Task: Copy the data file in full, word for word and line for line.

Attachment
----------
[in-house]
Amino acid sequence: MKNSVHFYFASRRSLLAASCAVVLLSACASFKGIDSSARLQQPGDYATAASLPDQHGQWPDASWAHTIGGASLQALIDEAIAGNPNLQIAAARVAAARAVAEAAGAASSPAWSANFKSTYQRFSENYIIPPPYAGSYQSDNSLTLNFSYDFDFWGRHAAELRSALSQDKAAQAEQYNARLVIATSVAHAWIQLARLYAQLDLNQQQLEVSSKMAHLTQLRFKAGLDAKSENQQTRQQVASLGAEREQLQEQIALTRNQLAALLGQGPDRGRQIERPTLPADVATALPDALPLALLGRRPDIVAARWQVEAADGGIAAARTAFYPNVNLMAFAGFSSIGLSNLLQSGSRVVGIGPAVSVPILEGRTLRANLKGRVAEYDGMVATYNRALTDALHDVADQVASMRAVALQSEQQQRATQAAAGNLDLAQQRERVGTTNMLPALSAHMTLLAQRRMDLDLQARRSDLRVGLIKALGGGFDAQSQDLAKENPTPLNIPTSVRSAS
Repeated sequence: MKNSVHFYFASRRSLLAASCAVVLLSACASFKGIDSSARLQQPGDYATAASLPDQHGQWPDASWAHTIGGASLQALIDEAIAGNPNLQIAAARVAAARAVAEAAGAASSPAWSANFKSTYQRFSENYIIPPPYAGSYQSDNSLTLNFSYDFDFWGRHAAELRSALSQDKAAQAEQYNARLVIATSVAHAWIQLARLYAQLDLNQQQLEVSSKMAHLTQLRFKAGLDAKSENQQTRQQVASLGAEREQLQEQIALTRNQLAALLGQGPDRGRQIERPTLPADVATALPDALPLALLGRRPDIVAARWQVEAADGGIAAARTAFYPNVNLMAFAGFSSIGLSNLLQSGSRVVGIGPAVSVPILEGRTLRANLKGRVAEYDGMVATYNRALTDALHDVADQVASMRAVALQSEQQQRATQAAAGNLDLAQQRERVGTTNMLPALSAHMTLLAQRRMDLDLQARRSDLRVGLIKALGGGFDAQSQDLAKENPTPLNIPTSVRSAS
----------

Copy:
[in-house]
Amino acid sequence: MKNSVHFYFASRRSLLAASCAVVLLSACASFKGIDSSARLQQPGDYATAASLPDQHGQWPDASWAHTIGGASLQALIDEAIAGNPNLQIAAARVAAARAVAEAAGAASSPAWSANFKSTYQRFSENYIIPPPYAGSYQSDNSLTLNFSYDFDFWGRHAAELRSALSQDKAAQAEQYNARLVIATSVAHAWIQLARLYAQLDLNQQQLEVSSKMAHLTQLRFKAGLDAKSENQQTRQQVASLGAEREQLQEQIALTRNQLAALLGQGPDRGRQIERPTLPADVATALPDALPLALLGRRPDIVAARWQVEAADGGIAAARTAFYPNVNLMAFAGFSSIGLSNLLQSGSRVVGIGPAVSVPILEGRTLRANLKGRVAEYDGMVATYNRALTDALHDVADQVASMRAVALQSEQQQRATQAAAGNLDLAQQRERVGTTNMLPALSAHMTLLAQRRMDLDLQARRSDLRVGLIKALGGGFDAQSQDLAKENPTPLNIPTSVRSAS
Repeated sequence: MKNSVHFYFASRRSLLAASCAVVLLSACASFKGIDSSARLQQPGDYATAASLPDQHGQWPDASWAHTIGGASLQALIDEAIAGNPNLQIAAARVAAARAVAEAAGAASSPAWSANFKSTYQRFSENYIIPPPYAGSYQSDNSLTLNFSYDFDFWGRHAAELRSALSQDKAAQAEQYNARLVIATSVAHAWIQLARLYAQLDLNQQQLEVSSKMAHLTQLRFKAGLDAKSENQQTRQQVASLGAEREQLQEQIALTRNQLAALLGQGPDRGRQIERPTLPADVATALPDALPLALLGRRPDIVAARWQVEAADGGIAAARTAFYPNVNLMAFAGFSSIGLSNLLQSGSRVVGIGPAVSVPILEGRTLRANLKGRVAEYDGMVATYNRALTDALHDVADQVASMRAVALQSEQQQRATQAAAGNLDLAQQRERVGTTNMLPALSAHMTLLAQRRMDLDLQARRSDLRVGLIKALGGGFDAQSQDLAKENPTPLNIPTSVRSAS